Japan is considering easing the entry ban on nonresident foreigners to prevent the spread of the Omicron variant of the coronavirus in March, amid growing criticism from academic and business circles, a source familiar with the matter said Saturday.

The current border restrictions introduced at the end of November will end on Feb. 28 as scheduled and the government is preparing to announce details of the relaxed steps next week at the earliest, according to the source.

Japanese Prime Minister Fumio Kishida speaks to reporters at Tokyo's Haneda airport on Feb. 12, 2022. (Pool photo)(Kyodo)

A quarantine period of seven days is required after arrival for nonresident entrants allowed in under special conditions at present. But the government is looking at shortening the period to three or five days as long as certificates of a negative COVID-19 test result or a third coronavirus vaccine dose are presented. Some government officials are calling for even terminating the quarantine period.

The government is also considering easing the cap on the number of daily new entrants from overseas from the current 3,500, the source said. Until November, up to 5,000 were allowed in each day.

"We will take into account accumulated scientific knowledge on the Omicron variant, changes in infection conditions inside and outside Japan, and other countries' border control measures," Prime Minister Fumio Kishida told reporters the same day, as he said the government will consider easing the ban, although he declined to elaborate.

Kishida's remarks follow criticism of the entry ban from many academics and business leaders. The measure has prevented international students from entering Japan, prompting some to consider alternatives such as South Korea.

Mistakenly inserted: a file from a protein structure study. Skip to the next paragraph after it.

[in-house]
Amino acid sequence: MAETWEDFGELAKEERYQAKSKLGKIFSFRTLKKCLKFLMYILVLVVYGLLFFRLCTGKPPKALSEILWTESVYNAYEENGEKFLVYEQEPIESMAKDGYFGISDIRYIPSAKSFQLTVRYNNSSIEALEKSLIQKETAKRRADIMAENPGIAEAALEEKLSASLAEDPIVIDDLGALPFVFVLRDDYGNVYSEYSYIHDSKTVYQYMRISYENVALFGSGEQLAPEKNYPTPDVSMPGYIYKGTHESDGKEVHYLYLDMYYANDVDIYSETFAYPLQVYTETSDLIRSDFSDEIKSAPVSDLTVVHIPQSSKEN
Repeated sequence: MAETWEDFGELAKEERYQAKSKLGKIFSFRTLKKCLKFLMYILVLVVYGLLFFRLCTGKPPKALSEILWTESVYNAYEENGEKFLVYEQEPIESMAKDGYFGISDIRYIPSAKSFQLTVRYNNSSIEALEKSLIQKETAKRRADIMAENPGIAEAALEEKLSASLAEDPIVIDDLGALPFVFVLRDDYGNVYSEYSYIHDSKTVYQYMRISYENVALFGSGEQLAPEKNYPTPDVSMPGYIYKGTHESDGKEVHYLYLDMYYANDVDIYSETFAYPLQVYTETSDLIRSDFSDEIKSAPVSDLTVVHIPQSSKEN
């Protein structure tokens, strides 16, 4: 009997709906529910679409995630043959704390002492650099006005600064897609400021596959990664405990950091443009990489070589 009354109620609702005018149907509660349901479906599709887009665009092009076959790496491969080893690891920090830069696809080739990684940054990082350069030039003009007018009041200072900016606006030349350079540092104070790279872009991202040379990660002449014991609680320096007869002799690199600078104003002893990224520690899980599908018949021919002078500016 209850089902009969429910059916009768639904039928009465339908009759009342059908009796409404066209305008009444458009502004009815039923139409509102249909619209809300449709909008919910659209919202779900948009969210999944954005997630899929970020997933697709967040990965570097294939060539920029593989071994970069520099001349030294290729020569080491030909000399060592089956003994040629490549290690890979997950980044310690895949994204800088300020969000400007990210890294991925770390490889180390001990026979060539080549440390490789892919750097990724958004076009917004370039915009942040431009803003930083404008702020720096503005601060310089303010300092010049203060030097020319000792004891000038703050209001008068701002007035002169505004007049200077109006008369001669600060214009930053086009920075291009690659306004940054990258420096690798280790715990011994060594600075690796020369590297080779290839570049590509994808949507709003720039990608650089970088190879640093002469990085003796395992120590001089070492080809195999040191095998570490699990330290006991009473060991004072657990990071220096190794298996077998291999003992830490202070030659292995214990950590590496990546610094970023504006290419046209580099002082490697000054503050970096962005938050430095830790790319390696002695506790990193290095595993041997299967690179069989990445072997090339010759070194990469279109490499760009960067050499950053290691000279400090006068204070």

Related coverage:

FOCUS: COVID-19 entry ban could deter interest in Japan: U.K. scholars

FEATURE: Foreign students wait for Japan to lift entry ban, some give up

Japan's entry ban hurting foreign students' mental health: survey

The business community, which is facing a chronic labor shortage, has asked for the ban to be lifted.

Masakazu Tokura, chief of the Japan Business Federation, said last month that the entry ban is a "policy of seclusion" as he questioned the effect now that domestic infections are mostly being caused by the highly transmissible strain.

The government also sees the current restrictive measures as no longer necessary given Omicron has already become the dominant strain in Japan.

Other countries are relaxing border control measures, viewing them as less effective after the Omicron variant has spread domestically.

Britain on Friday removed testing requirements for fully vaccinated travelers, while France on Saturday started allowing the entry of travelers with vaccination certifications that meet European Union rules.

The World Health Organization said last month that international traffic bans should be lifted or eased as they have proved ineffective in curbing the spread of the Omicron variant.